Saturday 19th November 2016 marked the opening of the highly anticipated second exhibition of ceramics by Danish potter Anne Mette Hjortshøj. A potter whose work is as gentle, warming, and generous as its maker, Hjortshøj has been assiduously setting aside her very best pots of the last four years since her inaugural Goldmark show, making for a collection of phenomenal character and quality.
Born and brought up on the Danish mainland, Anne Mette now throws and fires from the serene west coast of Bornholm, a small island in the Baltic Sea just off the southern tip of Sweden. One of the first students to be admitted to the local School of Glass and Ceramics after it was established, she has since set up her own studio on the island in an old 19th century farmhouse where she produces beautiful, functional wood-fired ceramics.
Denmark boasts a long line of renowned female potters from the likes of Gertrud Vasegaard to Gutte Eriksen, a mantle of craftsmanship that Anne Mette has passionately taken up. Like her forebears, she digs iron-rich clay straight from Bornholm’s coastal cliffs and underlying beaches for use in slips and glazes, resulting in pots that bear a unique, intimate, and personal touch. Though her breadth of techniques and influences stretches past 20th century Scandinavian ceramics to wares produced in Medieval Korea and beyond, her work remains eminently fresh and modern.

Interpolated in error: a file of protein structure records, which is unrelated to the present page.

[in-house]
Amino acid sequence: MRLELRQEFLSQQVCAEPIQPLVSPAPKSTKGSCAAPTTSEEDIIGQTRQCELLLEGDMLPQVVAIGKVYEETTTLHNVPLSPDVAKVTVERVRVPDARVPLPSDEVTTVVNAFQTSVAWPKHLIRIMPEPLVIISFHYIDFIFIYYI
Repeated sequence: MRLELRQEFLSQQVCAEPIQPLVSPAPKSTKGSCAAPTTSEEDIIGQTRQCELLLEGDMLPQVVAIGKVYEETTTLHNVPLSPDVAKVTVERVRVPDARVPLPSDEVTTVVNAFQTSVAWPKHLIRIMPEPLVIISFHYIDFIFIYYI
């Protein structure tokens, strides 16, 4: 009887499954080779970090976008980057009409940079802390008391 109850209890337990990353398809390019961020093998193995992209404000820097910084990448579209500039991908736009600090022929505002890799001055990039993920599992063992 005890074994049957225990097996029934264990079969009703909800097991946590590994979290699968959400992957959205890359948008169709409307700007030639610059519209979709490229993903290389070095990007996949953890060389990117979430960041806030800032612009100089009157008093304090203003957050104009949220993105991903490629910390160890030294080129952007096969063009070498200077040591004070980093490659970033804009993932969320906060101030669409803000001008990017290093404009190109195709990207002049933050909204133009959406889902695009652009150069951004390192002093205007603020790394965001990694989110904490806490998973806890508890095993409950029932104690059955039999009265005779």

Since her first show with Goldmark in 2012, Anne Mette’s international reputation has grown and grown. After the gallery’s feature-length documentary on her life as a potter was broadcast on Danish national television, she has since welcomed the Queen of Denmark on a royal visitation, fellow potters eager to try out her local materials, and countless students of ceramics seeking apprenticeship in her new workshop.
The pots from this exhibition represent four years’ determined dedication, from early survivors of battles with a nascent new wood kiln to pieces judiciously selected as most special among their peers. In these pots Anne Mette combines surface and form with exquisite care: tall, oblong bottles, brushed with thick white slip, become three-dimensional landscape canvases; salt-fired jugs and lidded jars, dappled with cobalt, crimson and gunmetal glaze pits, recall snow falling on cold Bornholm evenings or the shimmer of surf on the nearby sea.
With a staggering 379 pots, this exhibition is one of the largest and most moving the Goldmark Gallery has had the honour of hosting.
All work will be available to view and buy in the gallery and online at goldmarkart.com. A 64-page catalogue with photography by Jay Goldmark and essay by critic David Whiting will accompany the exhibition.